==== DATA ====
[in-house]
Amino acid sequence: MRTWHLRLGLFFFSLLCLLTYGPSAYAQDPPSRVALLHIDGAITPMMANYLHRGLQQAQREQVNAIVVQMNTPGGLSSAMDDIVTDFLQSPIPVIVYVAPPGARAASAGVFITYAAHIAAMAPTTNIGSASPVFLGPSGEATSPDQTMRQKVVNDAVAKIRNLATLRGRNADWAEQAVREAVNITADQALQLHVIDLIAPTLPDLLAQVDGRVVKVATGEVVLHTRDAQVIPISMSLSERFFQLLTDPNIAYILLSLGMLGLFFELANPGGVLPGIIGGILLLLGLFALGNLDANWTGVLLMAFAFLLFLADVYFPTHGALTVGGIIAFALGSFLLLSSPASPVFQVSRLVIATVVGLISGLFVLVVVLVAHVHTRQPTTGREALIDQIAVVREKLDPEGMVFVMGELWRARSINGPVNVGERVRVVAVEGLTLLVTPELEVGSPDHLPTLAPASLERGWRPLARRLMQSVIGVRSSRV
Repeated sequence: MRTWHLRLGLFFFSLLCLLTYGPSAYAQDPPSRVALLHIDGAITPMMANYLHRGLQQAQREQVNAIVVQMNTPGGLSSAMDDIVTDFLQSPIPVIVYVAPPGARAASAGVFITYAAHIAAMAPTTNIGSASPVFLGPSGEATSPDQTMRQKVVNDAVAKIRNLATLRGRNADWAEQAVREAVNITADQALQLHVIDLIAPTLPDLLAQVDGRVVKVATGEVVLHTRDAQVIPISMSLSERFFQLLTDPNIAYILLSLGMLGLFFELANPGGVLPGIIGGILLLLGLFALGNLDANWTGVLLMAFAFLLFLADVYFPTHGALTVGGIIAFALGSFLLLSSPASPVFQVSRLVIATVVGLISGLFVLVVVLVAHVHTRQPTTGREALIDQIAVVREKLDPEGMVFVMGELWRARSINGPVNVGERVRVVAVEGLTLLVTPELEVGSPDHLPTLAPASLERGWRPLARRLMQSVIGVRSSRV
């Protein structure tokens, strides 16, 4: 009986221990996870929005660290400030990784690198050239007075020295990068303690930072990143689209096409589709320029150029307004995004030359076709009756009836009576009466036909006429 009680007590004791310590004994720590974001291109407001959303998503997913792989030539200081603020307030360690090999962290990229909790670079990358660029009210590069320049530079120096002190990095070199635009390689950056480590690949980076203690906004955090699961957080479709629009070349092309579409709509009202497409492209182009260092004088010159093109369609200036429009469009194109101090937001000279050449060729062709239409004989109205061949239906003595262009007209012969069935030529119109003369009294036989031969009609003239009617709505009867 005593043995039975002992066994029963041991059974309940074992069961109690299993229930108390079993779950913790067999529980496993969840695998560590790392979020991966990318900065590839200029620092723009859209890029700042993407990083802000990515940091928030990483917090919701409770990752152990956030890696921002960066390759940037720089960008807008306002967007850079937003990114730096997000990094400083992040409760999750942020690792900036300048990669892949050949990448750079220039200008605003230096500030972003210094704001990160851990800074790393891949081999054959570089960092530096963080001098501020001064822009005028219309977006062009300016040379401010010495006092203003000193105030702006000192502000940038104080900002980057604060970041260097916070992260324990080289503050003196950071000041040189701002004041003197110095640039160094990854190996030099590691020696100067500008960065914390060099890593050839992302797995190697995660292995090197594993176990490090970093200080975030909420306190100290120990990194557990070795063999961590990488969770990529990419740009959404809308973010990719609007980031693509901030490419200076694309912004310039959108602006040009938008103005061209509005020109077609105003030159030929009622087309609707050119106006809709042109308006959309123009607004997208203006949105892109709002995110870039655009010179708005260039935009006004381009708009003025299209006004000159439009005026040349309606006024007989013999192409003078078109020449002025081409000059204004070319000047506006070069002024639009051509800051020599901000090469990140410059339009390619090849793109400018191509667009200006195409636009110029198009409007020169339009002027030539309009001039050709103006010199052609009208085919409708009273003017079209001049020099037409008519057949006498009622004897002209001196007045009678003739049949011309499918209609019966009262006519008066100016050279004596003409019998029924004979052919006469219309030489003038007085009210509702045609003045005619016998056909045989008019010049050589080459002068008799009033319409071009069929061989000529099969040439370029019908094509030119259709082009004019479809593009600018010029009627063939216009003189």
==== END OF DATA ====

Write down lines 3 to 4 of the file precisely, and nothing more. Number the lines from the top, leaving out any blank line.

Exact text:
Repeated sequence: MRTWHLRLGLFFFSLLCLLTYGPSAYAQDPPSRVALLHIDGAITPMMANYLHRGLQQAQREQVNAIVVQMNTPGGLSSAMDDIVTDFLQSPIPVIVYVAPPGARAASAGVFITYAAHIAAMAPTTNIGSASPVFLGPSGEATSPDQTMRQKVVNDAVAKIRNLATLRGRNADWAEQAVREAVNITADQALQLHVIDLIAPTLPDLLAQVDGRVVKVATGEVVLHTRDAQVIPISMSLSERFFQLLTDPNIAYILLSLGMLGLFFELANPGGVLPGIIGGILLLLGLFALGNLDANWTGVLLMAFAFLLFLADVYFPTHGALTVGGIIAFALGSFLLLSSPASPVFQVSRLVIATVVGLISGLFVLVVVLVAHVHTRQPTTGREALIDQIAVVREKLDPEGMVFVMGELWRARSINGPVNVGERVRVVAVEGLTLLVTPELEVGSPDHLPTLAPASLERGWRPLARRLMQSVIGVRSSRV
């Protein structure tokens, strides 16, 4: 009986221990996870929005660290400030990784690198050239007075020295990068303690930072990143689209096409589709320029150029307004995004030359076709009756009836009576009466036909006429 009680007590004791310590004994720590974001291109407001959303998503997913792989030539200081603020307030360690090999962290990229909790670079990358660029009210590069320049530079120096002190990095070199635009390689950056480590690949980076203690906004955090699961957080479709629009070349092309579409709509009202497409492209182009260092004088010159093109369609200036429009469009194109101090937001000279050449060729062709239409004989109205061949239906003595262009007209012969069935030529119109003369009294036989031969009609003239009617709505009867 005593043995039975002992066994029963041991059974309940074992069961109690299993229930108390079993779950913790067999529980496993969840695998560590790392979020991966990318900065590839200029620092723009859209890029700042993407990083802000990515940091928030990483917090919701409770990752152990956030890696921002960066390759940037720089960008807008306002967007850079937003990114730096997000990094400083992040409760999750942020690792900036300048990669892949050949990448750079220039200008605003230096500030972003210094704001990160851990800074790393891949081999054959570089960092530096963080001098501020001064822009005028219309977006062009300016040379401010010495006092203003000193105030702006000192502000940038104080900002980057604060970041260097916070992260324990080289503050003196950071000041040189701002004041003197110095640039160094990854190996030099590691020696100067500008960065914390060099890593050839992302797995190697995660292995090197594993176990490090970093200080975030909420306190100290120990990194557990070795063999961590990488969770990529990419740009959404809308973010990719609007980031693509901030490419200076694309912004310039959108602006040009938008103005061209509005020109077609105003030159030929009622087309609707050119106006809709042109308006959309123009607004997208203006949105892109709002995110870039655009010179708005260039935009006004381009708009003025299209006004000159439009005026040349309606006024007989013999192409003078078109020449002025081409000059204004070319000047506006070069002024639009051509800051020599901000090469990140410059339009390619090849793109400018191509667009200006195409636009110029198009409007020169339009002027030539309009001039050709103006010199052609009208085919409708009273003017079209001049020099037409008519057949006498009622004897002209001196007045009678003739049949011309499918209609019966009262006519008066100016050279004596003409019998029924004979052919006469219309030489003038007085009210509702045609003045005619016998056909045989008019010049050589080459002068008799009033319409071009069929061989000529099969040439370029019908094509030119259709082009004019479809593009600018010029009627063939216009003189």